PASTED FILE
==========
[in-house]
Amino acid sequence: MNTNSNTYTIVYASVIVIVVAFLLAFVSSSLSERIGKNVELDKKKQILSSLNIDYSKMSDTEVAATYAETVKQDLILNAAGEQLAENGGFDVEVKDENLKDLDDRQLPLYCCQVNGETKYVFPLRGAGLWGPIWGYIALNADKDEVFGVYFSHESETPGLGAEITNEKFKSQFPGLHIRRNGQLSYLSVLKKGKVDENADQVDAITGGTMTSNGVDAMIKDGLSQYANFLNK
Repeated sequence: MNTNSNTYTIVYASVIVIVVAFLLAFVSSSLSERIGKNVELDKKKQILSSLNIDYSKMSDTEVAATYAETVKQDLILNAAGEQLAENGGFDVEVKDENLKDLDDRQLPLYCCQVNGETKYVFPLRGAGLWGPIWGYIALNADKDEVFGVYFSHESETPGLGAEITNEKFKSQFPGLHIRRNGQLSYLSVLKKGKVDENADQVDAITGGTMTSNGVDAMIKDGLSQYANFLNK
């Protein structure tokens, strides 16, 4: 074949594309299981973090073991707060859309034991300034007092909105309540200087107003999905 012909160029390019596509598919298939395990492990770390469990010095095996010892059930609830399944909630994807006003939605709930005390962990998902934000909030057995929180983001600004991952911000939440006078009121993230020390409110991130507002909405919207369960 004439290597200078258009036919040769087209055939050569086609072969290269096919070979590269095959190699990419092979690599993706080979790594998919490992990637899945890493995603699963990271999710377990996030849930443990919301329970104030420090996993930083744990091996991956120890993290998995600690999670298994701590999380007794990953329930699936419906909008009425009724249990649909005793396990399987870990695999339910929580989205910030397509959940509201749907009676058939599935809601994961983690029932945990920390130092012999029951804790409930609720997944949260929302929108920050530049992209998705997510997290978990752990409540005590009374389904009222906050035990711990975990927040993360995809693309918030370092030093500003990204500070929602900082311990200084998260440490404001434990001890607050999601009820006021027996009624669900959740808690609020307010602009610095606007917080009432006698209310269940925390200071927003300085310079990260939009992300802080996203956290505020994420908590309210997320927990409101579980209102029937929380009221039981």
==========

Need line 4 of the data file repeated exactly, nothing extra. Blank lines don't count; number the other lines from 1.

């Protein structure tokens, strides 16, 4: 074949594309299981973090073991707060859309034991300034007092909105309540200087107003999905 012909160029390019596509598919298939395990492990770390469990010095095996010892059930609830399944909630994807006003939605709930005390962990998902934000909030057995929180983001600004991952911000939440006078009121993230020390409110991130507002909405919207369960 004439290597200078258009036919040769087209055939050569086609072969290269096919070979590269095959190699990419092979690599993706080979790594998919490992990637899945890493995603699963990271999710377990996030849930443990919301329970104030420090996993930083744990091996991956120890993290998995600690999670298994701590999380007794990953329930699936419906909008009425009724249990649909005793396990399987870990695999339910929580989205910030397509959940509201749907009676058939599935809601994961983690029932945990920390130092012999029951804790409930609720997944949260929302929108920050530049992209998705997510997290978990752990409540005590009374389904009222906050035990711990975990927040993360995809693309918030370092030093500003990204500070929602900082311990200084998260440490404001434990001890607050999601009820006021027996009624669900959740808690609020307010602009610095606007917080009432006698209310269940925390200071927003300085310079990260939009992300802080996203956290505020994420908590309210997320927990409101579980209102029937929380009221039981």